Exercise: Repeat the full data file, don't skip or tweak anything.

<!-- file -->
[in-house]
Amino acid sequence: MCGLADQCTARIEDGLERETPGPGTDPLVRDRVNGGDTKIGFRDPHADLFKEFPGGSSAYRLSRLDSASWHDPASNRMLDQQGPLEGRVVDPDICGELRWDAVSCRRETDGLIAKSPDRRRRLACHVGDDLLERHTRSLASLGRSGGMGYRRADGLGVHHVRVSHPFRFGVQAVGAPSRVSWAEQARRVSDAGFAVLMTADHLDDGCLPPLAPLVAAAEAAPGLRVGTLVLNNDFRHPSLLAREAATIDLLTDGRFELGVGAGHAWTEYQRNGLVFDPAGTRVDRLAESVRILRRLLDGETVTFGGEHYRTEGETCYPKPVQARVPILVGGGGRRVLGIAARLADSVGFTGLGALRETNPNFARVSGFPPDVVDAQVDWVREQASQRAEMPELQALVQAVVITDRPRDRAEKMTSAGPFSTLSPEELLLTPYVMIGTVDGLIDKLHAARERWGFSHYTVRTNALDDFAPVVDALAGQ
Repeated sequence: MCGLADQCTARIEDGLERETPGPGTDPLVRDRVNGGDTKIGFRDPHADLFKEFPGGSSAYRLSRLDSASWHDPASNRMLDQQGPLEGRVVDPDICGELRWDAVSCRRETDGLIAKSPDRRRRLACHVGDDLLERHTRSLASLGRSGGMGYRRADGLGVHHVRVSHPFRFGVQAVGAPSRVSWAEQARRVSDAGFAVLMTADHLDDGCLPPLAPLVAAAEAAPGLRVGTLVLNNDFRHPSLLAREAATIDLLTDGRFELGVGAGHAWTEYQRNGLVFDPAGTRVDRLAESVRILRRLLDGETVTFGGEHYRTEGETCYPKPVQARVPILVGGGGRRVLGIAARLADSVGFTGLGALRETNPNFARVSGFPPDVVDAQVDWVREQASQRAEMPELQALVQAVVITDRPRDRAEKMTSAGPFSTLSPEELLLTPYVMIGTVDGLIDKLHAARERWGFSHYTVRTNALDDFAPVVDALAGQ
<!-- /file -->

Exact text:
[in-house]
Amino acid sequence: MCGLADQCTARIEDGLERETPGPGTDPLVRDRVNGGDTKIGFRDPHADLFKEFPGGSSAYRLSRLDSASWHDPASNRMLDQQGPLEGRVVDPDICGELRWDAVSCRRETDGLIAKSPDRRRRLACHVGDDLLERHTRSLASLGRSGGMGYRRADGLGVHHVRVSHPFRFGVQAVGAPSRVSWAEQARRVSDAGFAVLMTADHLDDGCLPPLAPLVAAAEAAPGLRVGTLVLNNDFRHPSLLAREAATIDLLTDGRFELGVGAGHAWTEYQRNGLVFDPAGTRVDRLAESVRILRRLLDGETVTFGGEHYRTEGETCYPKPVQARVPILVGGGGRRVLGIAARLADSVGFTGLGALRETNPNFARVSGFPPDVVDAQVDWVREQASQRAEMPELQALVQAVVITDRPRDRAEKMTSAGPFSTLSPEELLLTPYVMIGTVDGLIDKLHAARERWGFSHYTVRTNALDDFAPVVDALAGQ
Repeated sequence: MCGLADQCTARIEDGLERETPGPGTDPLVRDRVNGGDTKIGFRDPHADLFKEFPGGSSAYRLSRLDSASWHDPASNRMLDQQGPLEGRVVDPDICGELRWDAVSCRRETDGLIAKSPDRRRRLACHVGDDLLERHTRSLASLGRSGGMGYRRADGLGVHHVRVSHPFRFGVQAVGAPSRVSWAEQARRVSDAGFAVLMTADHLDDGCLPPLAPLVAAAEAAPGLRVGTLVLNNDFRHPSLLAREAATIDLLTDGRFELGVGAGHAWTEYQRNGLVFDPAGTRVDRLAESVRILRRLLDGETVTFGGEHYRTEGETCYPKPVQARVPILVGGGGRRVLGIAARLADSVGFTGLGALRETNPNFARVSGFPPDVVDAQVDWVREQASQRAEMPELQALVQAVVITDRPRDRAEKMTSAGPFSTLSPEELLLTPYVMIGTVDGLIDKLHAARERWGFSHYTVRTNALDDFAPVVDALAGQ